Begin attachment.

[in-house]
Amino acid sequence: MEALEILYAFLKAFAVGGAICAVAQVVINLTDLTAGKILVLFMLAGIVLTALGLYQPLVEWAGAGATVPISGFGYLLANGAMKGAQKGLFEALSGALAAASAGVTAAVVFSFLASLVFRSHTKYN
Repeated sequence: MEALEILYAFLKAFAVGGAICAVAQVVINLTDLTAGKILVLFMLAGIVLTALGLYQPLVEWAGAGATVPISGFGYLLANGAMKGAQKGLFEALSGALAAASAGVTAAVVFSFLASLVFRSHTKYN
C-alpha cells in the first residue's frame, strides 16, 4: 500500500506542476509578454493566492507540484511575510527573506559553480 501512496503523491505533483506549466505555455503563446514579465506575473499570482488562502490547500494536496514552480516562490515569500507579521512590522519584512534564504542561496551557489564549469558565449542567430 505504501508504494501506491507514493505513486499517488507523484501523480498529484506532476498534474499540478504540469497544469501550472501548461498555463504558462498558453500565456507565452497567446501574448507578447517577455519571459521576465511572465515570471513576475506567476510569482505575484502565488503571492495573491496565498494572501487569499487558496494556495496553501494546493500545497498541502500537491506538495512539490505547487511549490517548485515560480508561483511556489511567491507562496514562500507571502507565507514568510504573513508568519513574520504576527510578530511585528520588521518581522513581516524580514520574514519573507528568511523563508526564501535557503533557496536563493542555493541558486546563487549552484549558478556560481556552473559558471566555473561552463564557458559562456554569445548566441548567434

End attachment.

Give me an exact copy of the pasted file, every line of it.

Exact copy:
[in-house]
Amino acid sequence: MEALEILYAFLKAFAVGGAICAVAQVVINLTDLTAGKILVLFMLAGIVLTALGLYQPLVEWAGAGATVPISGFGYLLANGAMKGAQKGLFEALSGALAAASAGVTAAVVFSFLASLVFRSHTKYN
Repeated sequence: MEALEILYAFLKAFAVGGAICAVAQVVINLTDLTAGKILVLFMLAGIVLTALGLYQPLVEWAGAGATVPISGFGYLLANGAMKGAQKGLFEALSGALAAASAGVTAAVVFSFLASLVFRSHTKYN
C-alpha cells in the first residue's frame, strides 16, 4: 500500500506542476509578454493566492507540484511575510527573506559553480 501512496503523491505533483506549466505555455503563446514579465506575473499570482488562502490547500494536496514552480516562490515569500507579521512590522519584512534564504542561496551557489564549469558565449542567430 505504501508504494501506491507514493505513486499517488507523484501523480498529484506532476498534474499540478504540469497544469501550472501548461498555463504558462498558453500565456507565452497567446501574448507578447517577455519571459521576465511572465515570471513576475506567476510569482505575484502565488503571492495573491496565498494572501487569499487558496494556495496553501494546493500545497498541502500537491506538495512539490505547487511549490517548485515560480508561483511556489511567491507562496514562500507571502507565507514568510504573513508568519513574520504576527510578530511585528520588521518581522513581516524580514520574514519573507528568511523563508526564501535557503533557496536563493542555493541558486546563487549552484549558478556560481556552473559558471566555473561552463564557458559562456554569445548566441548567434